Four key fallacies about global climate change

In December nations will gather in Copenhagen, Denmark, for the United Nations Climate Conference. There they will strive to strike a global deal that will address the climate change crisis. According to Carl Pope, executive director of the Sierra Club, this momentous task will be easier if we can dispesne with four common fallacies about solving the climate crisis.

1. We need to set a high price on carbon. According to Pope, a high price on carbon will mean failure as it makes the cost of doing something about the crisis appear to be completely out of reach. What is needed instead is a low price for alternatives to carbon. "That requires, in part, fixing flaws in the energy market. If you rent office space, for example, you have no control over the efficiency of the furnace or windows, but you still pay the bills. The landlord gets reimbursed for inefficiency and has no incentive to change.

"It will take capital to develop new technologies, modernize old infrastructures, and fix markets. A price on carbon would be a sensible, fair way to fund these investments. We should price carbon not to make it prohibitively expensive but to make avoiding carbon cheap and easy."

2. It doesn't matter who owns the world's carbon sinks. Carbon sinks are natural features that remove carbon dioxide from the air and store it. Mostly the countries that emit the greatest amount of carbon dioxide do not own the sinks that absorb it. U. S. drivers don't own the Pacific Ocean, nor does Exxon Mobil own the Amazon rainforest.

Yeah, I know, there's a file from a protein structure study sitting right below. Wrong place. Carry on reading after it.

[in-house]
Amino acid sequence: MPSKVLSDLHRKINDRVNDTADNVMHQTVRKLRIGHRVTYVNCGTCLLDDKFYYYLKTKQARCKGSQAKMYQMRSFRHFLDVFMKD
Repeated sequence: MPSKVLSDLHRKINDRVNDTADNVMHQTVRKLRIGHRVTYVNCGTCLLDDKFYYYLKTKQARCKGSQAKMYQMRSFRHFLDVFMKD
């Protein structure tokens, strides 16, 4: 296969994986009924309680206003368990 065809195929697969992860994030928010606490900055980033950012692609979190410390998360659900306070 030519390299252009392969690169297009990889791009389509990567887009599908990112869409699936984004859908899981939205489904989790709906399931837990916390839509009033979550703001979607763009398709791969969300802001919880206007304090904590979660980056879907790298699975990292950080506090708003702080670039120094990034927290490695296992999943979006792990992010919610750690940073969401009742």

"Those who dump carbon need to pay those who absorb it. That would be straightforward enough in some cases: Argentina owns its pampas and Canada its boreal forests. But what of the larger sinks -- the ocean and atmosphere? The U. N. Law of the Sea treaty states that all humans have an equal share in the ocean; the same logic suggests we all own an equal share ot the sky. A global tax-and-dividend system could see to it that those who pollute pay those who don't."

3. Future climate negotiations should just build on Kyoto. The problem with the Kyoto accord was not that it let China, Brazil and Mexico off the hook; it's that it let the developed world off the hook as well, according to Pope. "Rich countries told poor countries they didn't need to limit their greenhouse gases, in return for which the poor didn't press their claim for rent on their carbon sinks. Furthermore, the rich countries carbon dioxide reductions were measured not against what was needed but against the artificial 'baseline' of 1990, which merely locked in the historical inequity."

4. The only important goal is keeping atmospheric carbon dioxide below 350 parts per million. Carbon dioxide emissions are the big threat to the climate; however, right now much of the low-hanging fruit is something else.

"In the Arctic and Himlaya regions, soot is responsible for most of the warming to date. It comes from bunker oil and diesel fuel used in ships and trucks, from forest fires and household cooking, and from primitive coal-burning plants. Soot can be easily controlled and, as a bonus, it would greatly improve public health.

"Another non carbon dioxide greenhouse gas is methane, a key source of which is organic garbage decomposing in landfills. "Old-fashioned composting easily solves the problem. San Franciscans are now required to separate out food waste from their garbage, just as they do for glass and paper. It's not that hard."

"As we're learning, shifting our society away from fossil fuels is a series of complicated, fraught battles. We can win a big one in Copenhagen, but it will be easier if we go there unburdened by yesterday's fallacies."

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